U.S. stocks fell in a broad late-day drop on Wednesday after a top Federal Reserve official said interest rates should not stay low for much longer, giving investors an excuse to take profits.
A speech by Kansas City Federal Reserve Bank President Thomas Hoenig drove afternoon selling after he said keeping interest rates too low for too long would encourage risky financial behavior.
Energy stocks led the declines, with the S&P energy index <.GSPE> falling 1 percent, and Dow component Exxon Mobil
The Federal Reserve's near-zero interest-rate policy has underpinned a rally of almost 75 percent since the March 9, 2009, low, and the removal of easy money is one of the market's biggest fears. Hoenig, however, was the sole dissenter at the most recent Fed meeting, advocating higher rates.
It looks like what the market is latching onto is Thomas Hoenig -- the lone dissenter of the idea of not raising rates -- had some very strong comments, said Scott Marcouiller, senior equity market strategist at Wells Fargo Advisors in St. Louis.
The real reason is it's a short-term extended market that's vulnerable to short-term pullbacks and this is what it's using as the excuse.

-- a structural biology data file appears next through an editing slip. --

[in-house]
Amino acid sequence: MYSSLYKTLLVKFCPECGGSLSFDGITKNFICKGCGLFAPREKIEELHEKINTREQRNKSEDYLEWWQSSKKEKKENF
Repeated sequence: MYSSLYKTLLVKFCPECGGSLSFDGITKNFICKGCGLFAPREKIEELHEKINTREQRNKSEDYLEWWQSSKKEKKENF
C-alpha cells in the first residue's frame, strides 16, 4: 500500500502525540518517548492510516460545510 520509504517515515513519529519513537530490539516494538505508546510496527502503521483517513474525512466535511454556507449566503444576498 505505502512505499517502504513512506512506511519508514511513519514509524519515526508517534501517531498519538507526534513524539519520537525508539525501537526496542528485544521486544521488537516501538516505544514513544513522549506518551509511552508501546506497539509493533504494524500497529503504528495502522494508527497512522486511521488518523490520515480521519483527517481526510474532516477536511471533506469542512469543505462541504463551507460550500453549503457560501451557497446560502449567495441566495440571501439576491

The Dow Jones industrial average <.DJI> fell 72.47 points, or 0.66 percent, to 10,897.52. The Standard & Poor's 500 Index <.SPX> slipped 6.99 points, or 0.59 percent, to 1,182.45. The Nasdaq Composite Index <.IXIC> lost 5.65 points, or 0.23 percent, to 2,431.16.
In contrast, Federal Reserve Chairman Ben Bernanke said the U.S. economy still faces significant headwinds, suggesting he was in no rush to raise interest rates.
The CBOE Volatility Index <.VIX>, Wall Street's fear gauge, gained 2.4 percent after closing on Tuesday at a two-and-a-half-year low. Despite the gain, the VIX remains at low levels, suggesting a complacency among investors.
The KBW index of bank stocks <.BKX> slipped 0.4 percent, with JP Morgan Chase & Co
Stocks gained some ground in the early afternoon after strong demand at a $21 billion Treasury auction of 10-year notes, but the momentum was short-lived.
Worries about Greece's debt load created a negative overhang early on after the government said the country's banks had asked for billions of euros in support and euro-zone states argued over the conditions of potential bailout loans.
(Reporting by Leah Schnurr; Editing by Jan paschal)